Field trials in Missouri and Oklahoma demonstrated successes in incorporating nonwoven geotextiles in typical construction practice. The Missouri project, located on Route D south of Kansas City, implemented a nonwoven geotextile as part of a concrete overlay application. The project in Oklahoma, along Interstate 40, implemented the nonwoven into a new construction application similar to the common German application. In both instances, minimal adjustments to typical construction methods were introduced, and the contractors were pleased with the ease with which the nonwoven geotextile could be placed.

Recommendations for construction practices identified in the FHWA report were largely adhered to during both field trials. Some of those recommendations include placing and installing the nonwoven geotextile on a reasonably clean surface free of loose debris, securing the material to the underlying base material without any excessive wrinkles or folds, and minimizing traffic over the material after installation.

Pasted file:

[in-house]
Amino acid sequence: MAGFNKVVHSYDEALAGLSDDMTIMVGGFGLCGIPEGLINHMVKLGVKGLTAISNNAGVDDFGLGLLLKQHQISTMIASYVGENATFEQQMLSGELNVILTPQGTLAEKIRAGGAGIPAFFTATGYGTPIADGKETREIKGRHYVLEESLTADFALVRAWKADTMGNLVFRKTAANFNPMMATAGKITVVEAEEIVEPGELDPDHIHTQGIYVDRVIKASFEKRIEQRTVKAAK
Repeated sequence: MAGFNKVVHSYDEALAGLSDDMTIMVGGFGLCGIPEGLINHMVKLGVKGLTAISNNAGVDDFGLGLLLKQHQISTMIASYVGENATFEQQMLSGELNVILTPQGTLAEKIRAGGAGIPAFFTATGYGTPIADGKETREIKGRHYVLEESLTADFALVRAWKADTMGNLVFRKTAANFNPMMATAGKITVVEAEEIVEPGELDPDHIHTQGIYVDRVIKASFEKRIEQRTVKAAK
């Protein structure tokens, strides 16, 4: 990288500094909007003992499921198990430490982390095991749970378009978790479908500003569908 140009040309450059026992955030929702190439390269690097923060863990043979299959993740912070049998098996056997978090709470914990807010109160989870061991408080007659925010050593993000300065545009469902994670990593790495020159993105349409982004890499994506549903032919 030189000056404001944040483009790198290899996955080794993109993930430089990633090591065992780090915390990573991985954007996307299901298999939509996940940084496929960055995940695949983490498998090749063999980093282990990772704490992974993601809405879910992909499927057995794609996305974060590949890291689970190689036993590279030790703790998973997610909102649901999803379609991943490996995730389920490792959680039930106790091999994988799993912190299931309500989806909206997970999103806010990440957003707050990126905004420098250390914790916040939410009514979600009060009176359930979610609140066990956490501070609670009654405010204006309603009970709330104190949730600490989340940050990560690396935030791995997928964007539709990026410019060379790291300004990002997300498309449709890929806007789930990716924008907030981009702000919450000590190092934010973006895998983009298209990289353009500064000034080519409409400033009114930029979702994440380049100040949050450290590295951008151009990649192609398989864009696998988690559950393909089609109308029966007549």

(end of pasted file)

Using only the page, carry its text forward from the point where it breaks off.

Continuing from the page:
Placement of the nonwoven geotextile for the Missouri and oklahoma demonstration projects involved simple equipment and a small number of laborers to minimize wrinkles and folds.

Contractors deemed both projects successful, reporting reduced overall costs and ease in construction. Long-term success will be measured by pavement performance in the years to come. While there is no reason to doubt it, time will tell if the applications in the United States share the same success as the German experience.

The future
The innovative German technique of using nonwoven geotextiles as an alternative to HMA interlayers in concrete pavements is gaining momentum in the United States. Currently, there are more implementation projects underway throughout the country. Expectations are hopeful that nonwoven geotextile interlayers will become widespread among all states, particularly in the application of unbonded concrete overlays as a pavement rehabilitation technique.